In re Toft, No. 11-11049 (ALG), 2011 WL 3023544 (Bankr. S.D.N.Y. July 22, 2011)
In this case, a foreign applicant, Dr. Martin Prager, sought recognition and enforcement of a German court’s “Mail Interception Order” which authorized Prager, as insolvency administrator, to intercept the debtor’s postal and electronic mail. The court, following its determination that there was a sufficient basis to exercise jurisdiction, denied the application upon finding that the relief requested was manifestly contrary to U.S. public policy.
In the course of proceedings before the Munich District Insolvency Court, a “Mail Interception Order” was issued which authorized Prager, as administrator of the German estate, to intercept the debtor’s postal and electronic mail. Prior to application for recognition of the order in the United States, Prager applied for and was granted recognition and enforcement of the order by the English High Court of Justice. Because two of the debtor’s email accounts were stored on servers of ISP providers located in the U.S., Prager then initiated action in the Southern District of New York asking the court to “‘grant comity’ to the orders of the German and English Courts and enter an order . . . compelling the ISPs . . . to disclose to Prager all of the Debtor’s emails currently stored on their servers and to deliver to Prager copies of all e-mails received by the debtor in future.” (Emphasis added.) Further, Prager requested that the order be enforced without notice to the debtor.
Upon determining that there was a sufficient basis to exercise jurisdiction, the court turned to the question of whether the requested relief could be granted. To summarize broadly, the principal issue was whether the requested relief was “manifestly contrary” to U.S. public policy—an admittedly high and sparingly applied standard. Following an extensive analysis, the court held that it was, and denied Prager’s application for recognition and enforcement of the foreign orders. Specifically, citing the Wiretap Act and portions of the Electronic Communications Privacy Act, the court concluded that the requested relief was “banned under U.S. law and would seemingly lead to criminal liability . . . for those who carried it out.” The court further indicated that “[t]he relief sought would directly compromise privacy rights subject to a comprehensive scheme of statutory protection, available to aliens, built on constitutional safeguards incorporated in the Fourth Amendment as well as the constitutions of many States.” “Moreover,” the court continued, the powers sought “go far beyond the powers that have traditionally been afforded to U.S. estate representatives.” As the court explained, a U.S. Trustee is not entitled to a search warrant or to conduct a criminal investigation, nor would a civil subpoena serve to compel an ISP to produce a subscriber’s emails under U.S. law.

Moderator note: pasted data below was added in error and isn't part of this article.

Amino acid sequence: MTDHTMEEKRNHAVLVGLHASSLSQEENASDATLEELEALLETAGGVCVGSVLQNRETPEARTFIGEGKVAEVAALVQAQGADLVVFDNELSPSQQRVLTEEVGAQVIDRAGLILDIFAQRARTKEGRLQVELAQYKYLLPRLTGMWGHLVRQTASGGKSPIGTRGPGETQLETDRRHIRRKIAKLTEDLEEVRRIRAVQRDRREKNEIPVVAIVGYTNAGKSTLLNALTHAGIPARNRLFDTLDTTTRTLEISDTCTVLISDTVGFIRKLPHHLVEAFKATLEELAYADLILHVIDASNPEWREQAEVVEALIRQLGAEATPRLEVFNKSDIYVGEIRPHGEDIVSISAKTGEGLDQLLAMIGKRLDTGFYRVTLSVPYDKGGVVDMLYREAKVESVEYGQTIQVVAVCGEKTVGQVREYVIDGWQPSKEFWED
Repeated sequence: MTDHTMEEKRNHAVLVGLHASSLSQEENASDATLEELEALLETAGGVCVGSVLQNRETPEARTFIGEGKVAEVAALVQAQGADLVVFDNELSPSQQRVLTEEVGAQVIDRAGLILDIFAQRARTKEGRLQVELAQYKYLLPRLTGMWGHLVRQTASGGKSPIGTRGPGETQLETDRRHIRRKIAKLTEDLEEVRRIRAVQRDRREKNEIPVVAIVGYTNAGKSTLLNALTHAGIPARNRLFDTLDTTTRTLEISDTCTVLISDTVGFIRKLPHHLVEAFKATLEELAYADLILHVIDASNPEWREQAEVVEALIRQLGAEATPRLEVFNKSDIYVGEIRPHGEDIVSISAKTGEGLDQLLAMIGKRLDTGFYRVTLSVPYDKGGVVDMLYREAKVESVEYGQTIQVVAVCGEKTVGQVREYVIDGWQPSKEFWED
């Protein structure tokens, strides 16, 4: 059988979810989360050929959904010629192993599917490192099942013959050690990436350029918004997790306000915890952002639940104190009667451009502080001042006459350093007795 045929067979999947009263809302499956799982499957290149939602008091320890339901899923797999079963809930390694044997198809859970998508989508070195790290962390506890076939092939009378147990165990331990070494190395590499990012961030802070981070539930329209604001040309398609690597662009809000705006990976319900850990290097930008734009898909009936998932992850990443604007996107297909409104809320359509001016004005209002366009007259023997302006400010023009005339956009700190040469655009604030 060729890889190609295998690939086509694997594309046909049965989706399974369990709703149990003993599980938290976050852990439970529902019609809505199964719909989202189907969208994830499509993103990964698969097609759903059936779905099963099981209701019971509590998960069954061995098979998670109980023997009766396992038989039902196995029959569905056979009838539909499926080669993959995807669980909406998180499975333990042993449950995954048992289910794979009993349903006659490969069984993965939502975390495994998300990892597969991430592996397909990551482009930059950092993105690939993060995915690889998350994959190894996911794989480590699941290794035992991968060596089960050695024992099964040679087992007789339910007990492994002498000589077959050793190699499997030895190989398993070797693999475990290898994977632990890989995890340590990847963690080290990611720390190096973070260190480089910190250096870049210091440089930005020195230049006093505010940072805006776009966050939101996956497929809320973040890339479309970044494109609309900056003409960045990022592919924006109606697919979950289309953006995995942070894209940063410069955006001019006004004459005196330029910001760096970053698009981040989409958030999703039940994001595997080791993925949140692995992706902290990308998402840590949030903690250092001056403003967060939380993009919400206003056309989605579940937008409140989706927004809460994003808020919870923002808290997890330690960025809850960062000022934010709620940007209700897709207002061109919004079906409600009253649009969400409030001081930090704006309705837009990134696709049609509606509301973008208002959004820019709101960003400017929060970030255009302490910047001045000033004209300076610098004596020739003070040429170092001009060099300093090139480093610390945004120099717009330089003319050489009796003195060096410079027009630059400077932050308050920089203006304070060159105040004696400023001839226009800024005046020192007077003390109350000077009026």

The court also took issue with request that the interception of the emails at issue be kept secret from the debtor as this, too, is contrary to U.S. law.
The court concluded that “this is one of the rare cases in which an order of recognition on the terms requested would be manifestly contrary to U.S. public policy, reflected in rights that are based on fundamental principles of protecting the secrecy of electronic communications, limiting the powers of an estate representative, and providing notice to parties whose rights are affected by a court order.”
A copy of the full opinion is available here.